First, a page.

Review Summary: Second album from Estonia's premier black metal band. Not as impressive as their latest album, but a solid piece of thrashed-out blackened goodness.
Estonia’s Tharaphita aren’t your daddy’s black metal band. Whereas the Norwegian bands of the genre’s first and second generations were either comprised of a couple teens who suddenly decided that Kiss makeup was cool again, or one guy who really loved nature, Tharaphita toss out both the incoherent screams and the harsh, “bees in a tin can” production of the early 90’s scene in favor of a more accessible sound.
Indeed, every instrument on Primeval Force can be heard perfectly, from the somewhat overproduced drum sound (clicky bass drums are a personal pet peeve) to the Dimmu Borgir-esque keyboards that add even more melody to the already catchy riffs. And while we’re on the axe work, it is important to note one unique aspect of Tharaphita’s sound: guitar solos. These little gems are strewn lovingly throughout the album, and while not particularly virtuosic, they work in tandem with the constantly marching double bass to add an occasional 80’s thrash vibe to the album. The album’s book ending tracks “Sorceress” and “Manalateekond” demonstrate the power of even a brief guitar run, where the third and longest track, “Throne of Bones,” builds on a simple guitar riff until it finally breaks out into a mid-paced, fist-pumping double bass-a-thon, complete with a few short solos for good measure.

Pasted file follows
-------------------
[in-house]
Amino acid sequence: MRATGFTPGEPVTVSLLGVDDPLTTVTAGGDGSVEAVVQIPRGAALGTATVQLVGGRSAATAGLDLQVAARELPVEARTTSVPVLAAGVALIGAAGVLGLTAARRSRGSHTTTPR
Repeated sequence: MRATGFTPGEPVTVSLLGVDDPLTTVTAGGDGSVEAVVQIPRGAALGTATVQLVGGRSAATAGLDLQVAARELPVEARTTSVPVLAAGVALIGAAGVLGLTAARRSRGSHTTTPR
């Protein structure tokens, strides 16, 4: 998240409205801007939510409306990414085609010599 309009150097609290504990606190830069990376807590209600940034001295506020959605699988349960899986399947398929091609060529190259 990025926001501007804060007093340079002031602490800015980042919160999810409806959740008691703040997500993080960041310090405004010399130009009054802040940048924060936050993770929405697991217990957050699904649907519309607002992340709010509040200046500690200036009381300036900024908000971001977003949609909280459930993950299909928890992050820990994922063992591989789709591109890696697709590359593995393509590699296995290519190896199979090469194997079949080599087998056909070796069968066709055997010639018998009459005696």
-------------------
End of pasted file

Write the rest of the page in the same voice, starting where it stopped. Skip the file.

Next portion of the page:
Epic in many sections and outright brutal in others, 2005’s Primeval Force is a preview of a decade old band hopefully getting their due. While their particular subgenre is tough to classify, Tharaphita are one more band that any fan of melodic metal should add to that long list of mandatory listens.